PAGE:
The regional real estate, construction and hospitality sectors have been turned upside down over the last two years, with Covid-19 bringing these sectors to a halt. The impact of the pandemic remains, however, the resurrection of these vital sectors across the region is a welcome relief because they support the development of modern cities, which in turn have attracted commerce and tourism to the Middle East and North Africa.
This latest edition of Law Update, provides vital insights, updates and commentary on the latest trends taking shape across the real estate, construction, hotels and leisure sectors. The articles within this edition cover a broad range of topics, from what’s next for real estate in Dubai, to commentary on Saudi real estate, a market that is set to become the main bedrock of the region for years ahead. You will find articles on reforming real estate laws in Qatar, foreign investment and ownership in Oman, and mitigating risks on hotel construction projects and the lessons learnt from Covid.Read the full report
In late December 2018, the Ministry of Health (MOH) published a new annex (Annex 24) to the Private Healthcare Institutions Law, which provides for a licencing regime for Telemedicine and Remote Care Centres (Telemedicine Providers) in Saudi Arabia. Previously there were no licences available to Telemedicine Providers and it was a tolerated practice by the MOH.
Telemedicine Providers will now be licenced to provide consultations direct to patients and undertake peer-to-peer consultations to provide healthcare services. Contact can be either direct through voice or visual imaging or indirect with medical records and information made available to the healthcare practitioner.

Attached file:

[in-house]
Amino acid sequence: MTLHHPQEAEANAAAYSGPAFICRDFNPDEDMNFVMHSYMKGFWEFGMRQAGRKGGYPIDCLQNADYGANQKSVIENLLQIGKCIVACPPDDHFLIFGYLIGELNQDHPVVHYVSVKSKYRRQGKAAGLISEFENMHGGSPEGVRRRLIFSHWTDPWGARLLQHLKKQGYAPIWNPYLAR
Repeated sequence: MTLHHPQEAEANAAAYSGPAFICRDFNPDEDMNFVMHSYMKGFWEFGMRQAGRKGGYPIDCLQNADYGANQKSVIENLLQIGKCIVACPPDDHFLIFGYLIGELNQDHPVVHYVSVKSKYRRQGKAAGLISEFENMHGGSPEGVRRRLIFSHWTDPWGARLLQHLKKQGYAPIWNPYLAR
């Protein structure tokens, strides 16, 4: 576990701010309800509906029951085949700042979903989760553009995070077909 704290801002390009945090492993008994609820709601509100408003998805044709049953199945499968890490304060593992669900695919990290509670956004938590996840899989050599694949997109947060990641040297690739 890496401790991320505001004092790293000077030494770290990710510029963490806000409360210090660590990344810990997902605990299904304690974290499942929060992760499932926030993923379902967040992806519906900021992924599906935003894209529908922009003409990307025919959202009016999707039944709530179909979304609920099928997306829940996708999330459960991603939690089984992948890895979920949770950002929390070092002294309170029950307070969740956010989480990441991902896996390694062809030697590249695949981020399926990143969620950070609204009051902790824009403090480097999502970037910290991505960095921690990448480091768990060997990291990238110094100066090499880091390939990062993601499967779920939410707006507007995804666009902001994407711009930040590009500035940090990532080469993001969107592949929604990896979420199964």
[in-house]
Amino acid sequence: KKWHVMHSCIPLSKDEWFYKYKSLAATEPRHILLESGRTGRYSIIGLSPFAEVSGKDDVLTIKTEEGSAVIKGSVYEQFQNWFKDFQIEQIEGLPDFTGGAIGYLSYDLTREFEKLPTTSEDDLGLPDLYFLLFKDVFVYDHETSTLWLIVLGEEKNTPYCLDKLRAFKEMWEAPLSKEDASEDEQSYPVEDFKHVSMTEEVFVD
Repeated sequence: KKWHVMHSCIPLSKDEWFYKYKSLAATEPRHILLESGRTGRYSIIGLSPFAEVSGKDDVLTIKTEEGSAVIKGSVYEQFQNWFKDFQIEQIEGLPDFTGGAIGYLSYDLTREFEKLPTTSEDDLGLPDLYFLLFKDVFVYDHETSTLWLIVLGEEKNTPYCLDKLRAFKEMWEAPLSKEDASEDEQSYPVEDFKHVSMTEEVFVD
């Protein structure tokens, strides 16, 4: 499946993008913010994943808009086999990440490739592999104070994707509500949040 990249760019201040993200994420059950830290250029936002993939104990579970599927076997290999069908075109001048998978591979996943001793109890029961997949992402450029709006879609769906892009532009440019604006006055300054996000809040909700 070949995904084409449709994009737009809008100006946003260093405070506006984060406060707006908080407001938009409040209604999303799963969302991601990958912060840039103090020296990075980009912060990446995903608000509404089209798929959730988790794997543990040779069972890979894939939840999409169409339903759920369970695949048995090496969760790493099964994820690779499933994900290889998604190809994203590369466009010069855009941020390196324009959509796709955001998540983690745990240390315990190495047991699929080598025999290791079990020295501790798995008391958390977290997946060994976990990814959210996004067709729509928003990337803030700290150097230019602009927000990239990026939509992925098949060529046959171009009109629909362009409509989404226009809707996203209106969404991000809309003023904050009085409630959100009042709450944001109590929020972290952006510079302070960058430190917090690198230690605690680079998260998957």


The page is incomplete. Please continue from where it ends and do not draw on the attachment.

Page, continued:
All Telemedicine Providers will need either a website or App that provides comprehensive and detailed information about the services provided. They must also have a separate administrative head office and a separate medical facility (Medical Facility) where medical examinations can take place. The Medical Facility need not be managed by the Telemedicine Provider but can be available through a third party via a commercial arrangement. The Medical Facility must have appropriate medical equipment and the Telemedicine Provider will need an electronic health record system to record all data collected. Finally, the Telemedicine Provider will need to provide adequate training for its employees.
All applications for a licence should be submitted to the Directorate of Health Affairs with supporting documentation and pre-approval from the MOH.
If you are interested in obtaining a Telemedicine Licence or should you require further advice in relation to the licencing regime, we would be happy to assist you further.